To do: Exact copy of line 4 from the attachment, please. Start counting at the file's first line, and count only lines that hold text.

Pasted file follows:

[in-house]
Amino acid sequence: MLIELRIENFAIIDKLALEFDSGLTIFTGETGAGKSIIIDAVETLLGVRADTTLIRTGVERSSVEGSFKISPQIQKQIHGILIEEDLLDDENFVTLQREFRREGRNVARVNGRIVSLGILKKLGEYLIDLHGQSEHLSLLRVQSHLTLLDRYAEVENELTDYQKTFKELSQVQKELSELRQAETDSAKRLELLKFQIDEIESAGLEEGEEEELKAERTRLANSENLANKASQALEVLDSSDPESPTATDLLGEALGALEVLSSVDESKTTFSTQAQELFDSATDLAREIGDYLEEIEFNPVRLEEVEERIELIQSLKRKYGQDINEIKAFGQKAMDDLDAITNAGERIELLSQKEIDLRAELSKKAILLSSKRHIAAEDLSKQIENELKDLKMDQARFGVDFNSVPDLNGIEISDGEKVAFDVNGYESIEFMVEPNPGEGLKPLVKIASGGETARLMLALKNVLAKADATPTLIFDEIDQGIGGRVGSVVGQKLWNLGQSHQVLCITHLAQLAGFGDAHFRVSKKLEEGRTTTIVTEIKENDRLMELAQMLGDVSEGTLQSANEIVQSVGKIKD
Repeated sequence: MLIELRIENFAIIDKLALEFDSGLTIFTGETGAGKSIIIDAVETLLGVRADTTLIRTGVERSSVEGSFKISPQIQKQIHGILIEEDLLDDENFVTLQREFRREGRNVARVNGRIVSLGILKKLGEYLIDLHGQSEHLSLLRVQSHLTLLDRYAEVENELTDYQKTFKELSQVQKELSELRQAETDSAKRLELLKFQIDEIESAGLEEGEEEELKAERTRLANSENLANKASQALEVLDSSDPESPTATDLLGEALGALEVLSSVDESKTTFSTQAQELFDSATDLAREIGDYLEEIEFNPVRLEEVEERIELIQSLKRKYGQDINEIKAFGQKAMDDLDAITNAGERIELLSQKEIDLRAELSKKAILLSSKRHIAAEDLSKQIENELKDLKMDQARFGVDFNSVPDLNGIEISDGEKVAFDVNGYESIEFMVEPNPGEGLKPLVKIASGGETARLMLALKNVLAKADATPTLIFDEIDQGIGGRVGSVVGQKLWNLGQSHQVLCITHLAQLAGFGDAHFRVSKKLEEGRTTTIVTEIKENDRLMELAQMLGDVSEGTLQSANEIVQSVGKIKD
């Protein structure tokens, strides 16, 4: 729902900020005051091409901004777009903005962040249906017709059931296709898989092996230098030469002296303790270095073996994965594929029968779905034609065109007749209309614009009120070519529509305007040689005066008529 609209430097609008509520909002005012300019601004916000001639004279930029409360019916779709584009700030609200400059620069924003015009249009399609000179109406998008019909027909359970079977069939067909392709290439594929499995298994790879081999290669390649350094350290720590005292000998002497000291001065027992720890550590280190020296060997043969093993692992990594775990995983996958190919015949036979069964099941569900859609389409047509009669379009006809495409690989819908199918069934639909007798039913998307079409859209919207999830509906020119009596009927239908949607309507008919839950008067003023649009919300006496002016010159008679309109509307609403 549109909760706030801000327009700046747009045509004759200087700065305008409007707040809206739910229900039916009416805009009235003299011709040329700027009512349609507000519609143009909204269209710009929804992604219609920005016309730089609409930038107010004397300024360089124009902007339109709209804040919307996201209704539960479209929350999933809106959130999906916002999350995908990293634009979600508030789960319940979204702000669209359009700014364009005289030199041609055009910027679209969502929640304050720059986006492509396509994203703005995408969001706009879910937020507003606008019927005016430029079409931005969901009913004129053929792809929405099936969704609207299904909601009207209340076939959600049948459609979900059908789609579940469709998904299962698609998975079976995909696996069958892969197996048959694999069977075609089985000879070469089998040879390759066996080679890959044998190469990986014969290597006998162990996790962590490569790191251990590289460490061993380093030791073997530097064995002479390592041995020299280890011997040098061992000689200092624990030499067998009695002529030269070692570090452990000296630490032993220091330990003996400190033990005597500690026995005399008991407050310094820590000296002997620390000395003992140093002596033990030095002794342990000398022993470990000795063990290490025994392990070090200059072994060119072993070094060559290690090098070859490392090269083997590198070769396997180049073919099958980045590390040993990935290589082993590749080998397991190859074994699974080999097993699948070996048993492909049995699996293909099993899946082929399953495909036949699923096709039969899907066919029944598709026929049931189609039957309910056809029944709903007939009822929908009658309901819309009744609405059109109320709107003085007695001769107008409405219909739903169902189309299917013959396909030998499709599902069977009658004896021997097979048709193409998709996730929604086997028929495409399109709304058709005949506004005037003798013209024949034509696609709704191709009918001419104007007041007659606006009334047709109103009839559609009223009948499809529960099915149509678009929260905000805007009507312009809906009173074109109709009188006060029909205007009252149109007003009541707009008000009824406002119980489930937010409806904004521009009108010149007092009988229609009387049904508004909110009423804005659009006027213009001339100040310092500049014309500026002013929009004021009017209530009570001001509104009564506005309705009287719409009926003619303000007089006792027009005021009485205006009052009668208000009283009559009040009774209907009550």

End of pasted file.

């Protein structure tokens, strides 16, 4: 729902900020005051091409901004777009903005962040249906017709059931296709898989092996230098030469002296303790270095073996994965594929029968779905034609065109007749209309614009009120070519529509305007040689005066008529 609209430097609008509520909002005012300019601004916000001639004279930029409360019916779709584009700030609200400059620069924003015009249009399609000179109406998008019909027909359970079977069939067909392709290439594929499995298994790879081999290669390649350094350290720590005292000998002497000291001065027992720890550590280190020296060997043969093993692992990594775990995983996958190919015949036979069964099941569900859609389409047509009669379009006809495409690989819908199918069934639909007798039913998307079409859209919207999830509906020119009596009927239908949607309507008919839950008067003023649009919300006496002016010159008679309109509307609403 549109909760706030801000327009700046747009045509004759200087700065305008409007707040809206739910229900039916009416805009009235003299011709040329700027009512349609507000519609143009909204269209710009929804992604219609920005016309730089609409930038107010004397300024360089124009902007339109709209804040919307996201209704539960479209929350999933809106959130999906916002999350995908990293634009979600508030789960319940979204702000669209359009700014364009005289030199041609055009910027679209969502929640304050720059986006492509396509994203703005995408969001706009879910937020507003606008019927005016430029079409931005969901009913004129053929792809929405099936969704609207299904909601009207209340076939959600049948459609979900059908789609579940469709998904299962698609998975079976995909696996069958892969197996048959694999069977075609089985000879070469089998040879390759066996080679890959044998190469990986014969290597006998162990996790962590490569790191251990590289460490061993380093030791073997530097064995002479390592041995020299280890011997040098061992000689200092624990030499067998009695002529030269070692570090452990000296630490032993220091330990003996400190033990005597500690026995005399008991407050310094820590000296002997620390000395003992140093002596033990030095002794342990000398022993470990000795063990290490025994392990070090200059072994060119072993070094060559290690090098070859490392090269083997590198070769396997180049073919099958980045590390040993990935290589082993590749080998397991190859074994699974080999097993699948070996048993492909049995699996293909099993899946082929399953495909036949699923096709039969899907066919029944598709026929049931189609039957309910056809029944709903007939009822929908009658309901819309009744609405059109109320709107003085007695001769107008409405219909739903169902189309299917013959396909030998499709599902069977009658004896021997097979048709193409998709996730929604086997028929495409399109709304058709005949506004005037003798013209024949034509696609709704191709009918001419104007007041007659606006009334047709109103009839559609009223009948499809529960099915149509678009929260905000805007009507312009809906009173074109109709009188006060029909205007009252149109007003009541707009008000009824406002119980489930937010409806904004521009009108010149007092009988229609009387049904508004909110009423804005659009006027213009001339100040310092500049014309500026002013929009004021009017209530009570001001509104009564506005309705009287719409009926003619303000007089006792027009005021009485205006009052009668208000009283009559009040009774209907009550």